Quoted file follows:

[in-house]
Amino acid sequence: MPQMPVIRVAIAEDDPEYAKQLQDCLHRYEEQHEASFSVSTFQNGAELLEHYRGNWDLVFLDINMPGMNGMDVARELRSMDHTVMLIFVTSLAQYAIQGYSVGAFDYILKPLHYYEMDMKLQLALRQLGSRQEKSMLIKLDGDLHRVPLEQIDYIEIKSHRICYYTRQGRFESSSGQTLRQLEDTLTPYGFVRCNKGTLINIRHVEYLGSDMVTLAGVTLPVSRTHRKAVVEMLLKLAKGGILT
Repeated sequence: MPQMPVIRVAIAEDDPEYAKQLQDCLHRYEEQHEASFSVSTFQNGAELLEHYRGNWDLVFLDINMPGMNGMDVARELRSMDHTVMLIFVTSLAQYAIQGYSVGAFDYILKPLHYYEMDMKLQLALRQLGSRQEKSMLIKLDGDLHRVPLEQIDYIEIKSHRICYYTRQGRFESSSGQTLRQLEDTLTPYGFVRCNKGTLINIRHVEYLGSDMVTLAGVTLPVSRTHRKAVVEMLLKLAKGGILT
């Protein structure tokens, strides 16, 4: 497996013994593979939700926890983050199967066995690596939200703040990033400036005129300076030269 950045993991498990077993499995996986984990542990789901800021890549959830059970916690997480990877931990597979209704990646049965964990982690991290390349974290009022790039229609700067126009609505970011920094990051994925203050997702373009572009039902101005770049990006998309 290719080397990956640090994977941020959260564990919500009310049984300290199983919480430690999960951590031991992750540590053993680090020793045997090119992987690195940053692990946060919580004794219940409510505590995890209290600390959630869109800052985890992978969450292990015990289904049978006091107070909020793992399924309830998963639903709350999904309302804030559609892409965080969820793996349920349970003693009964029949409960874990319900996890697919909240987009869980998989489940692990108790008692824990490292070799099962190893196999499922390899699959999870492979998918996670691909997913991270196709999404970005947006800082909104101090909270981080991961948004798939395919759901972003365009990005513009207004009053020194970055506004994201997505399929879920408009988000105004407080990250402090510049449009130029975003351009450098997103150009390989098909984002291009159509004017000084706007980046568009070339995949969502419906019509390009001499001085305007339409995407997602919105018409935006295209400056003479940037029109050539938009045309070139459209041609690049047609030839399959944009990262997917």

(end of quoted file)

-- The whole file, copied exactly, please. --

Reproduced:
[in-house]
Amino acid sequence: MPQMPVIRVAIAEDDPEYAKQLQDCLHRYEEQHEASFSVSTFQNGAELLEHYRGNWDLVFLDINMPGMNGMDVARELRSMDHTVMLIFVTSLAQYAIQGYSVGAFDYILKPLHYYEMDMKLQLALRQLGSRQEKSMLIKLDGDLHRVPLEQIDYIEIKSHRICYYTRQGRFESSSGQTLRQLEDTLTPYGFVRCNKGTLINIRHVEYLGSDMVTLAGVTLPVSRTHRKAVVEMLLKLAKGGILT
Repeated sequence: MPQMPVIRVAIAEDDPEYAKQLQDCLHRYEEQHEASFSVSTFQNGAELLEHYRGNWDLVFLDINMPGMNGMDVARELRSMDHTVMLIFVTSLAQYAIQGYSVGAFDYILKPLHYYEMDMKLQLALRQLGSRQEKSMLIKLDGDLHRVPLEQIDYIEIKSHRICYYTRQGRFESSSGQTLRQLEDTLTPYGFVRCNKGTLINIRHVEYLGSDMVTLAGVTLPVSRTHRKAVVEMLLKLAKGGILT
């Protein structure tokens, strides 16, 4: 497996013994593979939700926890983050199967066995690596939200703040990033400036005129300076030269 950045993991498990077993499995996986984990542990789901800021890549959830059970916690997480990877931990597979209704990646049965964990982690991290390349974290009022790039229609700067126009609505970011920094990051994925203050997702373009572009039902101005770049990006998309 290719080397990956640090994977941020959260564990919500009310049984300290199983919480430690999960951590031991992750540590053993680090020793045997090119992987690195940053692990946060919580004794219940409510505590995890209290600390959630869109800052985890992978969450292990015990289904049978006091107070909020793992399924309830998963639903709350999904309302804030559609892409965080969820793996349920349970003693009964029949409960874990319900996890697919909240987009869980998989489940692990108790008692824990490292070799099962190893196999499922390899699959999870492979998918996670691909997913991270196709999404970005947006800082909104101090909270981080991961948004798939395919759901972003365009990005513009207004009053020194970055506004994201997505399929879920408009988000105004407080990250402090510049449009130029975003351009450098997103150009390989098909984002291009159509004017000084706007980046568009070339995949969502419906019509390009001499001085305007339409995407997602919105018409935006295209400056003479940037029109050539938009045309070139459209041609690049047609030839399959944009990262997917």